On behalf of the Administration for Children and Families’ Office of Planning, Research and Evaluation (OPRE) within the U.S. Department of Health and Human Services, the Building Bridges and Bonds (B3) study partnered with Responsible Fatherhood programs and experts in the field to identify high-priority questions and emerging service approaches. Programs use a number of promising models to work with fathers, but rigorous studies have not yet shown which are effective and worth expanding or replicating.
The B3 team is rigorously evaluating three new and emerging service approaches…
Other, Fact Sheet
The incarceration of a loved one can be very overwhelming for both children and caregivers. It can bring about big changes and transitions. In simple everyday ways, you can comfort your child and guide her through these tough moments. With your love and support she can get through anything that comes her way. Here are some tools to help you with the changes your child is going through. (Author abstract)
Other, Fact Sheet
Divorce can be a big challenge for both children and parents. Though times may be difficult, children can emerge feeling loved and supported. You can all grow through these family changes and discover just how strong you really are. You are not alone. Family, friends, neighbors, and others are there to offer support. Here are some tools to help your child through your divorce.(Author abstract)
Other, Fact Sheet
In the U.S., 1 in 68 children is diagnosed with autism spectrum disorder (ASD). In fact, almost every school and university in the country has students with autism. While the diagnosis is common, public understanding of autism is not. The lack of understanding around the condition contributes to discrimination, verbal abuse, even physical violence. A recent study reveals that children with autism are five times more likely to be bullied than their peers—treatment no child should endure. While the differences between people with autism and their peers may seem significant, children share…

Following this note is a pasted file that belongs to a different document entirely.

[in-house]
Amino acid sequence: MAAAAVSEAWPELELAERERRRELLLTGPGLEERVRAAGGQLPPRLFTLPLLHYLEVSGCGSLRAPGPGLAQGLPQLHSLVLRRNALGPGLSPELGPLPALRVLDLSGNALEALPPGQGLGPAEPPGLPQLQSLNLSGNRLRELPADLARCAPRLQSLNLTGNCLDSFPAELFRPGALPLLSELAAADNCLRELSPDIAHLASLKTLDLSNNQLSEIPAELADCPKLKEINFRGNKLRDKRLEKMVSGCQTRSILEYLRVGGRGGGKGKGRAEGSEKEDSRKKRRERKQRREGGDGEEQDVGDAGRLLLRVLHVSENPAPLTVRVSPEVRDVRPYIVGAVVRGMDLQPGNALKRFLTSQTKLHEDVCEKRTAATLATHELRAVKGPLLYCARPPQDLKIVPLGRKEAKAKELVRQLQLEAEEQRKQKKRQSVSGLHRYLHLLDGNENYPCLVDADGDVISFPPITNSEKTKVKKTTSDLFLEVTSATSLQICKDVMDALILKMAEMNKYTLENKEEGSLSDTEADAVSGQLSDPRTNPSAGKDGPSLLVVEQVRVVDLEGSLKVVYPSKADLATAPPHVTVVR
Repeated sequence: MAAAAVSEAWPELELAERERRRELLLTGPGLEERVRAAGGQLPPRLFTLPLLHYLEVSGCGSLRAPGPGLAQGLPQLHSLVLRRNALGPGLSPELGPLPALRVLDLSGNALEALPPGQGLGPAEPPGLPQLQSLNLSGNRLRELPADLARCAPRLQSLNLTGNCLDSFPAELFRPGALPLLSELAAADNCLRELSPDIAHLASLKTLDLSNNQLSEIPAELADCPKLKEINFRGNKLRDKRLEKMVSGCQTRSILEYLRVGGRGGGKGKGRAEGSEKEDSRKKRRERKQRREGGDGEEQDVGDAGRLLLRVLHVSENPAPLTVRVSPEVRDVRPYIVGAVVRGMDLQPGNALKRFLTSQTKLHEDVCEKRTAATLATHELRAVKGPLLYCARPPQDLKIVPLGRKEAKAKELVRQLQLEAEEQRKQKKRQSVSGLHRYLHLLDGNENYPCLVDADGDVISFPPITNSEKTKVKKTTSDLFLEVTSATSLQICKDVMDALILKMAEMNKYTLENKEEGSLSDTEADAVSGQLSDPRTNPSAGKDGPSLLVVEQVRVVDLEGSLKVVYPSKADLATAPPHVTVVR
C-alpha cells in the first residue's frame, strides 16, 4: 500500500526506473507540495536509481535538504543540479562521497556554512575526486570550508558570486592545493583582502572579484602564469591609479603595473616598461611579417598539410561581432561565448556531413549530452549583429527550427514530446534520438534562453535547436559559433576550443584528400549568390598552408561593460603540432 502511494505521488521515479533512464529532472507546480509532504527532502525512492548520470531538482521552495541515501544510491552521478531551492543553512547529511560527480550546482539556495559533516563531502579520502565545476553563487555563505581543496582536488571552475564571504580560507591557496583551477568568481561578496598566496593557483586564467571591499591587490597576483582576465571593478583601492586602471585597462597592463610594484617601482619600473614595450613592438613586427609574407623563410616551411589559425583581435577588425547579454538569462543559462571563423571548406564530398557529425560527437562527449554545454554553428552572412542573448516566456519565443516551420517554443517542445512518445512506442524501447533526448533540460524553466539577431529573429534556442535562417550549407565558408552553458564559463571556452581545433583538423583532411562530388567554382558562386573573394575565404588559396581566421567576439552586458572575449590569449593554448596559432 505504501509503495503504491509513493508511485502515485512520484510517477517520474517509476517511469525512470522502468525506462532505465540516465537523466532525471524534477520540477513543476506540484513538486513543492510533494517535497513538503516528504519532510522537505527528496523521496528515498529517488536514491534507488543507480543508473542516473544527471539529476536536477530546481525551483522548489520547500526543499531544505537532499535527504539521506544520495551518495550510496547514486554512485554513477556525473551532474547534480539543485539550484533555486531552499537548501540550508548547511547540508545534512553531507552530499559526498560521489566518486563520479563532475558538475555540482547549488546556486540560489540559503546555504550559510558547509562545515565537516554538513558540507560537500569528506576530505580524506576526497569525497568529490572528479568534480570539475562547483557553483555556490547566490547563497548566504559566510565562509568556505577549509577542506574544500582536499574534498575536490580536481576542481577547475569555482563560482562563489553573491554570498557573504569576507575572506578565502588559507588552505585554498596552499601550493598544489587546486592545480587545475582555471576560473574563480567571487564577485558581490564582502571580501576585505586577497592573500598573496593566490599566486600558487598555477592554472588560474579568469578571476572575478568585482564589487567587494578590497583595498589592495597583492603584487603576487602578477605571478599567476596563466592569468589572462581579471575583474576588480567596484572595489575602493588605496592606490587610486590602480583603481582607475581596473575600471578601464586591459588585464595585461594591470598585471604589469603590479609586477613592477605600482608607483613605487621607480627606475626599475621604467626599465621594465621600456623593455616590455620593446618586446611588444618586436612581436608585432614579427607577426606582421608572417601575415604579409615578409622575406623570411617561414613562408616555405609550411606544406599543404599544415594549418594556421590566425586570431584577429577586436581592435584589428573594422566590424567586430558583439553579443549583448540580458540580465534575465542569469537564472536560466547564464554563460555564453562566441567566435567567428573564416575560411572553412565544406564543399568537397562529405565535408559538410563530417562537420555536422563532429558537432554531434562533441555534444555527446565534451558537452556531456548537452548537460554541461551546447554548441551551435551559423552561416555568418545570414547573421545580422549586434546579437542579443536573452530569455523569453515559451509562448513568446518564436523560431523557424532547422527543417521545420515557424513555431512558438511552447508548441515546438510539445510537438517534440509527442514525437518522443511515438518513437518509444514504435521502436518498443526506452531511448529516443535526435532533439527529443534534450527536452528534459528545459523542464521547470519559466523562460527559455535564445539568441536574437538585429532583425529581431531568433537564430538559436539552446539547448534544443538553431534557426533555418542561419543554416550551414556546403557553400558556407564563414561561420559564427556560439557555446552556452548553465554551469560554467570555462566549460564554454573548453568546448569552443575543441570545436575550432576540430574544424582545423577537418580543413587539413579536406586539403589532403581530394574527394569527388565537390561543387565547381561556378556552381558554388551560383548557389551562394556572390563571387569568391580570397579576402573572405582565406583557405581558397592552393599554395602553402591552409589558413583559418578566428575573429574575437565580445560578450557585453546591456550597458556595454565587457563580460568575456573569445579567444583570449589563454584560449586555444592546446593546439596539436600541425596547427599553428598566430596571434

The United States incarcerates more people than any othercountry in the world, and over half of the 2.3 million inmatesare parents of children under age 18. One in 28 children inthe United States has a parent behind bars, and even morewill have an incarcerated parent at some time during theirchildhood. Children with incarcerated parents are morelikely to exhibit trauma symptoms than other children, andthey are at an increased risk of developing problematicoutcomes including behavior problems, substance abuse,academic difficulties, criminal activity, and physical andmental health conditions.…
Many youth with disabilities have difficulty understanding social situations or navigating interpersonal events such as speaking in front of a class or doing job interviews. They may benefit from building and practicing social skills. These skills allow a person to interact appropriately with other people and handle difficult situations. It is important that youth have the opportunity to identify and practice these skills because they can significantly impact employment, relationships, and how well they are connected in the community as adults. Families, educators, and youth themselves can…
Presents information from a review of current research linking protective factors to well-being for children and youth in and transitioning out of foster care. Topics include individual skills and capacities that can improve the well-being of children and youth in foster care, creating a community that supports the well-being of children and youth in care, strategies for practitioners, and resources for more information. This factsheet is part of a series of five factsheets for practitioners exploring the importance of protective factors in working with in-risk populations served by the…
Training Materials, Other, Fact Sheet
Sesame Street for Military Families is a free, bilingual (English and Spanish) website where families can find information and multimedia resources on the topics of military deployments, multiple deployments, homecomings, injuries, grief, and self-expression. (Author abstract)
Tired of hearing "fine" when you ask about your kids' days? Get creative with these questions from the National Center for Fathering. (Author abstract modified)
Little Children, Big Challenges provides resources for families with young children (ages 3-8) as they encounter the difficult changes and transitions that come with a parent's incarceration.